Hands-on cybersecurity experience is absolutely needed for anyone filling the role of a CISO, but it does not stop there. A CISO should have a demonstrable progression of experience that may cross between lower-level cybersecurity or IT roles from which they have gained experience of “how things work.” That experience is important before they attempt to govern business and IT operations with defined cybersecurity controls.
Finally, and perhaps most importantly, you do not want a CISO that creates or condones an “us versus them” culture. Implementing and maintaining a successful program requires cross-functional, inter-departmental teamwork. The person filling this role must be able to build the necessary relationships to manage upward, downward, and laterally to effectively maintain a successful program for your organization. Some security controls are absolute and non-negotiable. However, if you have a CISO that says “no” more frequently than “yes, and here is how we can do it securely,” you likely have the wrong person filling that role.
Executive Management Cybersecurity Responsibility – CEO, CFO, CIO & CTO
Executive management assignment of cybersecurity program responsibilities ensures executive-level visibility into the program and supports opportunities to ask appropriate questions to determine the effectiveness of the program as well as influence strategic priorities. Executive management, including the chief executive officer (CEO), the chief operating officer (COO), and often the chief technology officer (CTO) or chief information officer (CIO), plays a significant role in management at an organization. Executive management develops the strategic plans and objectives for the organization and sets the budget for resources to achieve these objectives. To carry out their responsibilities, executive management should understand, at a high level, the cybersecurity risks faced by your organization and ensure that those risks are included in risk assessments. In the event that executive management is unable to implement an objective or agree on a course of action, they should escalate that matter to the Board for more guidance.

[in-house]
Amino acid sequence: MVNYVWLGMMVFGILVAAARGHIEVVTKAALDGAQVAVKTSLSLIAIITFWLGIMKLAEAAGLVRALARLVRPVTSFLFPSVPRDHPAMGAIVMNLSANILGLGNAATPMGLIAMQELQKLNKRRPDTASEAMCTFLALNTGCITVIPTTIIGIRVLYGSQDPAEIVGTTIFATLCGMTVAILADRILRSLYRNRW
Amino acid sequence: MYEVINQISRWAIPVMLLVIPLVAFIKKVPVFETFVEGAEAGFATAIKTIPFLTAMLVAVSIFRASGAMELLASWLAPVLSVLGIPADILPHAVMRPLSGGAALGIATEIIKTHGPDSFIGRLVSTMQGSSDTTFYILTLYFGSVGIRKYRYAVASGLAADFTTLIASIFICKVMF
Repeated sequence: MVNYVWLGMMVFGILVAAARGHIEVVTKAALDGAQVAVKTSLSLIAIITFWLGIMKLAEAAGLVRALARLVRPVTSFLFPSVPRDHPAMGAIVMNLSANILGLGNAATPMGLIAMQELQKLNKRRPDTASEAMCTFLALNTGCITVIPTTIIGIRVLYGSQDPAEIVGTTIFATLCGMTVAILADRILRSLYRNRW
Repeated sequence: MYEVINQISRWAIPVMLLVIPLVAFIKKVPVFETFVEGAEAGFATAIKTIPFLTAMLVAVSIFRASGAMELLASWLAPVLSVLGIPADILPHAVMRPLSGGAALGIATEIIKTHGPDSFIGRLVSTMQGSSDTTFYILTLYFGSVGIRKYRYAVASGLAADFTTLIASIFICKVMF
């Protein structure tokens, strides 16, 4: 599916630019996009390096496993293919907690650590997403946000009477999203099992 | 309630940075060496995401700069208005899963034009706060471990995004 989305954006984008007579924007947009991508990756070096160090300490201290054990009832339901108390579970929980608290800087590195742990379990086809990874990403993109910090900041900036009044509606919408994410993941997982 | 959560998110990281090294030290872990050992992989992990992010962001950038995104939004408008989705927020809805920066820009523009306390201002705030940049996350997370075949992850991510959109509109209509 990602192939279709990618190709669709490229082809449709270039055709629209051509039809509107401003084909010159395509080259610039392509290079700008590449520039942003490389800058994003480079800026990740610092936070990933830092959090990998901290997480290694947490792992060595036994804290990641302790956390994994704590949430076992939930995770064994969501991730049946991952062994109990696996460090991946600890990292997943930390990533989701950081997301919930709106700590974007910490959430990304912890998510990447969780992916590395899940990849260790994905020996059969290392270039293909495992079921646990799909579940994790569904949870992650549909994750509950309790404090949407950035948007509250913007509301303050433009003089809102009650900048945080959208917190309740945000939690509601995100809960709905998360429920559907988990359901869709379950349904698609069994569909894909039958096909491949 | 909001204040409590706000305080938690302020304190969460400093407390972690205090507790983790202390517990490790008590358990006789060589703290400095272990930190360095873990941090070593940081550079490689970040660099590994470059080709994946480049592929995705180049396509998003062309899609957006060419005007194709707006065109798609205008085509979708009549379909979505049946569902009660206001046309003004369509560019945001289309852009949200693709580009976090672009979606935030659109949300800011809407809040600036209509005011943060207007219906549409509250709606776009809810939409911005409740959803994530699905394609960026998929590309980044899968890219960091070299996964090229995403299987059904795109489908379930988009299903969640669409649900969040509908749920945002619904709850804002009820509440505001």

Business Unit Management:
Leadership within your organization’s lines of business or business units also have responsibilities that impact the success of the cybersecurity program. Some examples of these responsibilities include the following:
- Establishing processes for the ongoing communication of business needs, system reporting needs, and product development plans
- Ensuring IT development efforts are prioritized, funded, and aligned with strategy objectives
- Defining processes to test compliance with cybersecurity policy controls within the business unit
- Documenting information flows throughout the business unit and notifying the CISO when business processes change
- Assisting with due diligence reviews for prospective third-party providers and ongoing monitoring of third-party service delivery
- Partnering with the CISO to discuss information security or cybersecurity risks of new business unit initiatives
The specific cybersecurity-related roles within business unit management for your organization may vary depending on your approach to policy control enforcement, risk management, and compliance.
IT management is responsible for overseeing the IT environment. This should include performing the day-to-day technology operations as well as supporting the overall security and resilience of information systems. IT management should be responsible for managing the capacity, performance, and availability of system components used in your organization’s infrastructure. Additionally, IT management should be responsible for supporting business unit and functional operations by facilitating enterprise system reporting, product and service development, service delivery, and transaction processing.
Documenting and communicating a Cybersecurity Program Roles and Responsibilities matrix is a great way to establish responsibility and accountability for key functions within your organization.